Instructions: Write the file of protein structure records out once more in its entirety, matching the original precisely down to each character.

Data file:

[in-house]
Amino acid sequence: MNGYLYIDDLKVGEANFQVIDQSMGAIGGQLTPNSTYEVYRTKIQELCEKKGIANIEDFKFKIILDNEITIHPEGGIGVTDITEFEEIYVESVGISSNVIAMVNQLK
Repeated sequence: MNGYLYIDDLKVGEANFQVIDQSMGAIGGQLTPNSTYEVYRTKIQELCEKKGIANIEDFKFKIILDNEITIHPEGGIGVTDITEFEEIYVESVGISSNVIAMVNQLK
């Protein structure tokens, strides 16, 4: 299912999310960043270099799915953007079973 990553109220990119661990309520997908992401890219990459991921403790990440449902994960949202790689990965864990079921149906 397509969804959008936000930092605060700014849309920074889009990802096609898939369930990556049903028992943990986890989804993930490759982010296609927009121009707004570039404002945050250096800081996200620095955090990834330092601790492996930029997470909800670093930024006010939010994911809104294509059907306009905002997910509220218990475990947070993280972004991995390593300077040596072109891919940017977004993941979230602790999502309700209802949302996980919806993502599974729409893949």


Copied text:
[in-house]
Amino acid sequence: MNGYLYIDDLKVGEANFQVIDQSMGAIGGQLTPNSTYEVYRTKIQELCEKKGIANIEDFKFKIILDNEITIHPEGGIGVTDITEFEEIYVESVGISSNVIAMVNQLK
Repeated sequence: MNGYLYIDDLKVGEANFQVIDQSMGAIGGQLTPNSTYEVYRTKIQELCEKKGIANIEDFKFKIILDNEITIHPEGGIGVTDITEFEEIYVESVGISSNVIAMVNQLK
């Protein structure tokens, strides 16, 4: 299912999310960043270099799915953007079973 990553109220990119661990309520997908992401890219990459991921403790990440449902994960949202790689990965864990079921149906 397509969804959008936000930092605060700014849309920074889009990802096609898939369930990556049903028992943990986890989804993930490759982010296609927009121009707004570039404002945050250096800081996200620095955090990834330092601790492996930029997470909800670093930024006010939010994911809104294509059907306009905002997910509220218990475990947070993280972004991995390593300077040596072109891919940017977004993941979230602790999502309700209802949302996980919806993502599974729409893949």